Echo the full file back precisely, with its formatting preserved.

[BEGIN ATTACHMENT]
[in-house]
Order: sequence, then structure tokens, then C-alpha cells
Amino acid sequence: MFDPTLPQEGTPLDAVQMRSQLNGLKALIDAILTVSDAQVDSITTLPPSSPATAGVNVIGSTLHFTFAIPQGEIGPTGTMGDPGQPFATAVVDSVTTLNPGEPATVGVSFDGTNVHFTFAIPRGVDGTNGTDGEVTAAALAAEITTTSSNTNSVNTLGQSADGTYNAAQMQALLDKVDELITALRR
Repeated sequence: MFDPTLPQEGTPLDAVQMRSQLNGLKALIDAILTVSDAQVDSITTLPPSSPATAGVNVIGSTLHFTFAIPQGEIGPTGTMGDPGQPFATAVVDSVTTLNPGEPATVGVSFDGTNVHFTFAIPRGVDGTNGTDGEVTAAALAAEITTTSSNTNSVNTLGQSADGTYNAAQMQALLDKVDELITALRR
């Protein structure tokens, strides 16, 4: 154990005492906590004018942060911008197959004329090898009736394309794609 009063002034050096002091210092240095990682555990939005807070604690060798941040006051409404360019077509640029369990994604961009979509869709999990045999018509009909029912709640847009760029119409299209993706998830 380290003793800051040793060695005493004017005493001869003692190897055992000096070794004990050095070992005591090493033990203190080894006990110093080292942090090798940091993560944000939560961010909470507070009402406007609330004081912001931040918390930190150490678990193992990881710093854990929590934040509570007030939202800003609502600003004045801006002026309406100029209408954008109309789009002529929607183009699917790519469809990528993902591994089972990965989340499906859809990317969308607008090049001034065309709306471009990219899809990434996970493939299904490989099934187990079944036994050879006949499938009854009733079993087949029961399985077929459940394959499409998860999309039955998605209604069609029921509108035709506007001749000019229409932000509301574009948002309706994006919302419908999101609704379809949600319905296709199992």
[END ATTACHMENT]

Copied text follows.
[in-house]
Order: sequence, then structure tokens, then C-alpha cells
Amino acid sequence: MFDPTLPQEGTPLDAVQMRSQLNGLKALIDAILTVSDAQVDSITTLPPSSPATAGVNVIGSTLHFTFAIPQGEIGPTGTMGDPGQPFATAVVDSVTTLNPGEPATVGVSFDGTNVHFTFAIPRGVDGTNGTDGEVTAAALAAEITTTSSNTNSVNTLGQSADGTYNAAQMQALLDKVDELITALRR
Repeated sequence: MFDPTLPQEGTPLDAVQMRSQLNGLKALIDAILTVSDAQVDSITTLPPSSPATAGVNVIGSTLHFTFAIPQGEIGPTGTMGDPGQPFATAVVDSVTTLNPGEPATVGVSFDGTNVHFTFAIPRGVDGTNGTDGEVTAAALAAEITTTSSNTNSVNTLGQSADGTYNAAQMQALLDKVDELITALRR
């Protein structure tokens, strides 16, 4: 154990005492906590004018942060911008197959004329090898009736394309794609 009063002034050096002091210092240095990682555990939005807070604690060798941040006051409404360019077509640029369990994604961009979509869709999990045999018509009909029912709640847009760029119409299209993706998830 380290003793800051040793060695005493004017005493001869003692190897055992000096070794004990050095070992005591090493033990203190080894006990110093080292942090090798940091993560944000939560961010909470507070009402406007609330004081912001931040918390930190150490678990193992990881710093854990929590934040509570007030939202800003609502600003004045801006002026309406100029209408954008109309789009002529929607183009699917790519469809990528993902591994089972990965989340499906859809990317969308607008090049001034065309709306471009990219899809990434996970493939299904490989099934187990079944036994050879006949499938009854009733079993087949029961399985077929459940394959499409998860999309039955998605209604069609029921509108035709506007001749000019229409932000509301574009948002309706994006919302419908999101609704379809949600319905296709199992």